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Doctors report 20 cases of 'polio-like' virus in California

Though the development sounds alarming, doctors say the virus is still extremely rare.
Posted By Brooks Hays   |   Feb. 24, 2014 at 5:26 PM  |  Updated Feb. 24, 2014 at 6:23 PM   |   Comments

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PHILADELPHIA, Feb. 24 (UPI) -- Thanks to global vaccination programs, polio is nearly nonexistent in every country except Afghanistan, Nigeria and Pakistan.

But a new "polio-like" virus has the attention of doctors in California. Physicians there are reporting the emergence of an extremely rare virus that presents symptoms similar to those of the infamous child-crippling virus. Over the last 18 months, 20 cases of the new virus have been reported -- mostly in children. Doctors believe the new virus is a strain of enterovirus-68, which is a relative of polio.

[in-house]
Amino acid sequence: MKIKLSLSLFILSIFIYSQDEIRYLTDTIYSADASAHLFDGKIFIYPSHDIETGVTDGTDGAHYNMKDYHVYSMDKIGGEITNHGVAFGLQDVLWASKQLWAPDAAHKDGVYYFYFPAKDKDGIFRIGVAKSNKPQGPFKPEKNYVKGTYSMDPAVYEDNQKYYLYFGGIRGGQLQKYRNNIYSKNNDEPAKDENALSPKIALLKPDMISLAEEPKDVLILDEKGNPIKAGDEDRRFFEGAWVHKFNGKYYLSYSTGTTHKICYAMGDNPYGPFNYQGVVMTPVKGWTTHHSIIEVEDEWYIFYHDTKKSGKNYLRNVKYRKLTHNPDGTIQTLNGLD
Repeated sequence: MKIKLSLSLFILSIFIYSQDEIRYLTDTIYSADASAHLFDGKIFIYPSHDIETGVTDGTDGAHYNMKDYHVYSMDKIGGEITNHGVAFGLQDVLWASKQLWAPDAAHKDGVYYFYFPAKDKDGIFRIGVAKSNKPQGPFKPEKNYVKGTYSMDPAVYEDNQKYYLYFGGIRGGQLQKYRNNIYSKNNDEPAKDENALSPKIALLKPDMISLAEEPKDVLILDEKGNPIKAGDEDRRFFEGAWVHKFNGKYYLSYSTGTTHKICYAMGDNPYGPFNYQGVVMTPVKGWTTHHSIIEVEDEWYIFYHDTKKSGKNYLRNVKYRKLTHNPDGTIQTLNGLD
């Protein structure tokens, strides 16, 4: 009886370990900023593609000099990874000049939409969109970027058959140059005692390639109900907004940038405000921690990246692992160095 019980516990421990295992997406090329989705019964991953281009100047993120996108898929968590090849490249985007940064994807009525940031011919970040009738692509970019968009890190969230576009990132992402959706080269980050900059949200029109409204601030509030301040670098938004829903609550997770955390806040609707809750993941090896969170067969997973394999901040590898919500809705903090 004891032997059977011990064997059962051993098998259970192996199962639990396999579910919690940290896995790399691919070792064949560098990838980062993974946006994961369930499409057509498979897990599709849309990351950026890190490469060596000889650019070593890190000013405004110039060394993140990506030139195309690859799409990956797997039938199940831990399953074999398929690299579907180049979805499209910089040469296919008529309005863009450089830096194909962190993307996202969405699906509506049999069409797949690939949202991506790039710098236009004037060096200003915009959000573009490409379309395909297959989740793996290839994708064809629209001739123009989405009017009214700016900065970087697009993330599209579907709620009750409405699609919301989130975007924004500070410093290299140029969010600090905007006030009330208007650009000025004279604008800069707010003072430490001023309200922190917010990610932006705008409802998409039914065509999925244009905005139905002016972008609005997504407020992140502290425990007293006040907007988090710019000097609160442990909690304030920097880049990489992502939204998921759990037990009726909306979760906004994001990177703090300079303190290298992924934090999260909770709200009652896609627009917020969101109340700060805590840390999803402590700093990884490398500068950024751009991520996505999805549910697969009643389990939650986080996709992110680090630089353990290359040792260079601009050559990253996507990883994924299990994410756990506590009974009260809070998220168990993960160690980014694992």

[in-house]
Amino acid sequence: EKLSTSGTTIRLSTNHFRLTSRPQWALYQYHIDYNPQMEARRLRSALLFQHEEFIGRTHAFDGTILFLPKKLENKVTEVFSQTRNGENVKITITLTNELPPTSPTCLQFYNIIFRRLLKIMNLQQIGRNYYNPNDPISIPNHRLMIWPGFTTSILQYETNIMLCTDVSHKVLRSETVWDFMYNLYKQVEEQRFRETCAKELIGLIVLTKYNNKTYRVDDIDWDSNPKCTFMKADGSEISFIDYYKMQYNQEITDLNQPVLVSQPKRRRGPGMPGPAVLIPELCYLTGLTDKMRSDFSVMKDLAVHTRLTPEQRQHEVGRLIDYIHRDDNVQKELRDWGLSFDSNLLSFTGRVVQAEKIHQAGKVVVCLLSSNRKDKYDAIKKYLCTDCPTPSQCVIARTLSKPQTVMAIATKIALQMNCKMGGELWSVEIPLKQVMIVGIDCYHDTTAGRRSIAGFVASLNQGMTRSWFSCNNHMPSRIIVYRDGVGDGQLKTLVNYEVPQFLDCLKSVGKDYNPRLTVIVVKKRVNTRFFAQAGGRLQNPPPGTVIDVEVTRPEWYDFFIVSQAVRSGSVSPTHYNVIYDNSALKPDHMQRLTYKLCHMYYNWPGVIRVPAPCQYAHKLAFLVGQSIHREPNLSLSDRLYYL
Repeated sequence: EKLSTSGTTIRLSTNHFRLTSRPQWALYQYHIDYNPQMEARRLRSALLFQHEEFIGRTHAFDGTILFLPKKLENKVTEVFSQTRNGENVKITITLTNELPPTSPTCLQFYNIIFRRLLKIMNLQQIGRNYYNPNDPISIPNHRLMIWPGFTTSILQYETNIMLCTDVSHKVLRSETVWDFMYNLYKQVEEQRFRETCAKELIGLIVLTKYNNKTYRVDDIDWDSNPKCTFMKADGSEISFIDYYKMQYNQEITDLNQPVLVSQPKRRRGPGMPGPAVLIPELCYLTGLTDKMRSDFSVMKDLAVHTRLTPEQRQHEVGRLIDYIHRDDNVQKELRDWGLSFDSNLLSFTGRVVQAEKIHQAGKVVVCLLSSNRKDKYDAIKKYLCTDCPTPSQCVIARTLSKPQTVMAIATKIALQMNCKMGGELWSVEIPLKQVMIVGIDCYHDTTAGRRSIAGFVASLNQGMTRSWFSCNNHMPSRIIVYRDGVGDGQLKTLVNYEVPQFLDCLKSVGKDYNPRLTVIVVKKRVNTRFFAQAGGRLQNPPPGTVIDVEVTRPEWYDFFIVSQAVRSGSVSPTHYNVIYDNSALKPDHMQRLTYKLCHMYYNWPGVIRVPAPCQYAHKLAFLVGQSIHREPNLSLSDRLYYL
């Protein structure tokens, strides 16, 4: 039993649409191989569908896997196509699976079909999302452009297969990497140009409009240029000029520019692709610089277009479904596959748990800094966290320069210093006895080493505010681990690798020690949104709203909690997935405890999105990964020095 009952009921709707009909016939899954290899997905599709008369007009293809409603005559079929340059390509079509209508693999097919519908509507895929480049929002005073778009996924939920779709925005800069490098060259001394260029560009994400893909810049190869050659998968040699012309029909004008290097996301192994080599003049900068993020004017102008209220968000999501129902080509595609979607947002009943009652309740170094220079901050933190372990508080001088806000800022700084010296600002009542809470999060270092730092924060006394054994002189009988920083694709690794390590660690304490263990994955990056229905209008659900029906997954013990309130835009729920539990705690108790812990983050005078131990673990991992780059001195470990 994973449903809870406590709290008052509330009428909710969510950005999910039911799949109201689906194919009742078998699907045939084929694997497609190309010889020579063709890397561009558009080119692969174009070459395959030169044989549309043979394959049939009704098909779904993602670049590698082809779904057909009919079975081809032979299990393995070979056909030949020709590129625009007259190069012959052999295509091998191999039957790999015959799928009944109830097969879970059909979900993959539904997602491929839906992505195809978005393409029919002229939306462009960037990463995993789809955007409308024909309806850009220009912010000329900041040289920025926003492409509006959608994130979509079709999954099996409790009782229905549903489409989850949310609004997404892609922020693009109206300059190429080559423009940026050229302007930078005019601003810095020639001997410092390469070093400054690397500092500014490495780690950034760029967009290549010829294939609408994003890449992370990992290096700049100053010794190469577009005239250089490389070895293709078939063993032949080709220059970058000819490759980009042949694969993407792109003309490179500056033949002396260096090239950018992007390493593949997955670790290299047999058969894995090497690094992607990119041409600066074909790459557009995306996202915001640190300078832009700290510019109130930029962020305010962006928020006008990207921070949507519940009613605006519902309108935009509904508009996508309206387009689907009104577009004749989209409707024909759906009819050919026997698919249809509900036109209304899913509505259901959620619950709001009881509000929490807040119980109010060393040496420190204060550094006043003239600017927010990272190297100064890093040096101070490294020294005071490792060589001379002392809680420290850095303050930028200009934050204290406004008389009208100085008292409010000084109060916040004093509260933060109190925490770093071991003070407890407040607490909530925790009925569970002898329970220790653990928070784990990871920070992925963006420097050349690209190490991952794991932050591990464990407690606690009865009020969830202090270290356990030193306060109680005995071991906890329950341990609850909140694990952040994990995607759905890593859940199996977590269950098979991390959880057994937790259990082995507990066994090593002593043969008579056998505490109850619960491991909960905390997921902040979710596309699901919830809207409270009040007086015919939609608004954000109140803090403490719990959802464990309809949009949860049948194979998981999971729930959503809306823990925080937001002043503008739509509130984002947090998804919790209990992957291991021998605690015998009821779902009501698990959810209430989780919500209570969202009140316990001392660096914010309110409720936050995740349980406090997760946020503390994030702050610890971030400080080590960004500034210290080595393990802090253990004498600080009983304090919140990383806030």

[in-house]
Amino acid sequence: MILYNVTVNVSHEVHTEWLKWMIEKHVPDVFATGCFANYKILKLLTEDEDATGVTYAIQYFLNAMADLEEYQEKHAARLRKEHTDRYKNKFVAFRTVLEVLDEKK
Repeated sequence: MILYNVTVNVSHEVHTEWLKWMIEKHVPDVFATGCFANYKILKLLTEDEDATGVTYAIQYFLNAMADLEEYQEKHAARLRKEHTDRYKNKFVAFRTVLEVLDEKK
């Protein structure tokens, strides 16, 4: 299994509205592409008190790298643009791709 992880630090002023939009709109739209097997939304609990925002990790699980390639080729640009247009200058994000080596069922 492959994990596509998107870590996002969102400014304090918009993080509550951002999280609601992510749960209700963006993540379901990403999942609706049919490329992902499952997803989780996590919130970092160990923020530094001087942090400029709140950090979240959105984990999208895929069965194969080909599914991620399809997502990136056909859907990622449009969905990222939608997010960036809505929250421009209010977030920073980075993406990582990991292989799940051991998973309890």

Symptoms include restricted movement, weakness in limbs, and in a few cases paralysis of both arms and legs. Enterovirus-68 has previously been most associated with respiratory problems. Doctors recently spoke of their dealings with the newly-identified virus at the annual meeting of the American Academy of Neurology in Philadelphia.

Though the development sounds alarming, doctors say the virus is still extremely rare, and that there is no indication that its spreading more rapidly.

"There has been no obvious increase in the pace of new cases so we don't think we're about to experience an epidemic, that's the good news," Dr. Emanuelle Waubant, a neurologist at the University of California, San Francisco, told the BBC. "But it's bad news for individuals unlucky enough to develop symptoms which tend to be moderate to severe and don't appear to improve too much despite reasonably aggressive treatment."

Jonathan Ball, a professor of virology at the University of Nottingham, told the BBC that enteroviruses related to polio usually just present as a mild cold, and that severe complications like paralysis are rare exceptions.

"Whether or not this strain of enterovirus has caused these or other cases of paralysis is possible but remains conjecture," Ball said, "further studies will be needed to determine this."


[BBC News]

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